Brief psychological interventions delivered by lay counsellors in primary care were effective and cost-effective for patients with depression and harmful drinking in India, according to two studies in PLOS Medicine by Vikram Patel of Harvard Medical School, USA, and colleagues from the London School of Hygiene & Tropical Medicine, London, UK and Sangath, India. The authors have previously reported the effectiveness of the two interventions, Healthy Activity Programme (HAP) and Counselling for Alcohol Problems (CAP), at 3 months; however, the longer-term benefits of the interventions were previously unknown.
In the first trial, 493 adult primary health care attendees with moderately severe or severe depression were randomly assigned to either the HAP treatment plus enhanced usual care (EUC), or enhanced usual care (EUC) alone. The researchers found that HAP participants maintained the benefits they showed at the end of treatment through the 12-month period, with significantly lower symptom severity scores (adjusted mean difference in BDI-II: ?4.45) and higher rates of remission (PHQ-9 score < 5: 63% versus 48%) than participants who received EUC alone.
In the second trial, 377 adult male primary health care attendees with harmful drinking were randomly assigned to either the CAP treatment plus EUC, or EUC alone. The researchers found that CAP participants maintained the gains they showed at the end of treatment through the 12-month period, with higher remission rates (AUDIT score < 8: 54.3% versus 31.9%) and a greater proportion reporting no alcohol consumption in the past 14 days (45.1% versus 26.4%), compared with individuals who received EUC alone.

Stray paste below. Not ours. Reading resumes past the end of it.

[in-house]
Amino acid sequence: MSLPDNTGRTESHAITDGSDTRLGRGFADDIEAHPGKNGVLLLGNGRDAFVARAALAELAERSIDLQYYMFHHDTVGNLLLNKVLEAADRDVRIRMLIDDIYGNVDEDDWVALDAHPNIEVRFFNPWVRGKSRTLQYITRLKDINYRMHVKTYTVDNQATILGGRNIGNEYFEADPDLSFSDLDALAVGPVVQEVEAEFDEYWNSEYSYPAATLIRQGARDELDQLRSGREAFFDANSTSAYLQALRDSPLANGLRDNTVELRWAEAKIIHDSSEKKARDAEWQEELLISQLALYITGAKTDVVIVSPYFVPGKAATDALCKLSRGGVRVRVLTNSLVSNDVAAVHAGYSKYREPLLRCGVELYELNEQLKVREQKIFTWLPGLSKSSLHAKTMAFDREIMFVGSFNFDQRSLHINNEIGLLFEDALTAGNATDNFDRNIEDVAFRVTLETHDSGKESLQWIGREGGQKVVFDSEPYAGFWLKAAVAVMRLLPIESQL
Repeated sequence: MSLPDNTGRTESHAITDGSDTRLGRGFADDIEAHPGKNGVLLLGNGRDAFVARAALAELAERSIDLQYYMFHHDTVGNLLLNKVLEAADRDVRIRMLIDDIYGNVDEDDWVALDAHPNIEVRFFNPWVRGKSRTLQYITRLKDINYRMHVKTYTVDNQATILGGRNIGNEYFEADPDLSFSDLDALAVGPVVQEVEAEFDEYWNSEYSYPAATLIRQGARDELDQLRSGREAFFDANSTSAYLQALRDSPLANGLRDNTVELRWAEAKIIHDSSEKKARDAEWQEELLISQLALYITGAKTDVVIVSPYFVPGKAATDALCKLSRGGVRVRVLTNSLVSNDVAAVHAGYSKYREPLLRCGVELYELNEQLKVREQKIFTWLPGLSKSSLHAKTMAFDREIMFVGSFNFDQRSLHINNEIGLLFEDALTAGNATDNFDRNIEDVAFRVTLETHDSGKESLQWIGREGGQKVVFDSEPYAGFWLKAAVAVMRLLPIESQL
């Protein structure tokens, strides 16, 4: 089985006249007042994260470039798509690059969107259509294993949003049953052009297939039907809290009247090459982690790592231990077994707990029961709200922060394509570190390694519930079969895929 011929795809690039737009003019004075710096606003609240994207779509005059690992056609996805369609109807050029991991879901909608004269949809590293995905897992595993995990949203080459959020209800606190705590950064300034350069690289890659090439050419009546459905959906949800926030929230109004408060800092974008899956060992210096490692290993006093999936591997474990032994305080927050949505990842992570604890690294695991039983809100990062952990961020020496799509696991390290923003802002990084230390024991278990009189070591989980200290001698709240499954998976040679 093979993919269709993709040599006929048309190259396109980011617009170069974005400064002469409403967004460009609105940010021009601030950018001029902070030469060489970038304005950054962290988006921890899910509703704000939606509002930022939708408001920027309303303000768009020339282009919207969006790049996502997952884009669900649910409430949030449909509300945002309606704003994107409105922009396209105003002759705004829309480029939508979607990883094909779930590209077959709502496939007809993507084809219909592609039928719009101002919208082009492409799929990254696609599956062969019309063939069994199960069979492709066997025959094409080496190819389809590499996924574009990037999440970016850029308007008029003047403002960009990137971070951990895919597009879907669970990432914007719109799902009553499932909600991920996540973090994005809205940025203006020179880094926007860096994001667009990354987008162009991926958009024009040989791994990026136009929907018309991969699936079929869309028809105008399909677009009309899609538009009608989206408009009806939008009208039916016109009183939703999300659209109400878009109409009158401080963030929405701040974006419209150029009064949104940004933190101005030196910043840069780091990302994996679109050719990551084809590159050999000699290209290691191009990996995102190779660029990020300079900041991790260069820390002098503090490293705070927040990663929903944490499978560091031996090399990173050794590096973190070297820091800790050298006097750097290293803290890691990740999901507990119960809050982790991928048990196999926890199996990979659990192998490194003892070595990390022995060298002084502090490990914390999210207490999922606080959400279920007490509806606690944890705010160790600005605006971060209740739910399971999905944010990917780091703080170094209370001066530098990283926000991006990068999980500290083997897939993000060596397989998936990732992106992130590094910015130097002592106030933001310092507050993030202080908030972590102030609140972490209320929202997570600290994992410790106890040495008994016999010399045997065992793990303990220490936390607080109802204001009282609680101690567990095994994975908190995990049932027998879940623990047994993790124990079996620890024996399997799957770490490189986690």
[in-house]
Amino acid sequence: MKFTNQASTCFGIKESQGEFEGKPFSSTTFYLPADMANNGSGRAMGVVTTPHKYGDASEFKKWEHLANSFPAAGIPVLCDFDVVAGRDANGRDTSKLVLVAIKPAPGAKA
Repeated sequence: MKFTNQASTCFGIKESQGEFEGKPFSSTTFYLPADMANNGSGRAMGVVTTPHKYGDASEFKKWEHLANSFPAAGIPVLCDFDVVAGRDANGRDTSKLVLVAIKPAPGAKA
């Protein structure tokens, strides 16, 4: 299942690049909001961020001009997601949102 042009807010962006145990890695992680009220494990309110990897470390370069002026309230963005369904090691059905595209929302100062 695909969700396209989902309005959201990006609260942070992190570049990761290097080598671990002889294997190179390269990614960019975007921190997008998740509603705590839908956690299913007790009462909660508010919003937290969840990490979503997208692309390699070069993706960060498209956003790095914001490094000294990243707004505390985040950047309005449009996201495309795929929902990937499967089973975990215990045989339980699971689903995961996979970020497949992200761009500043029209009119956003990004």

Both HAP and CAP were likely to be cost-effective, and could even save money if productivity costs were taken into account.
The authors say "We have provided the first evidence that two brief psychological therapies targeting the two leading mental health related causes of the global burden of disease, delivered by the same lay counsellor in routine primary care, to patients who had never received such therapies before, can lead to sustained improvements in health over one year, and that the investments made in providing this intervention is excellent value for money. Given the enormous economic and social consequences of untreated depression and harmful drinking, the moral imperative is for governments to scale up these treatments globally."
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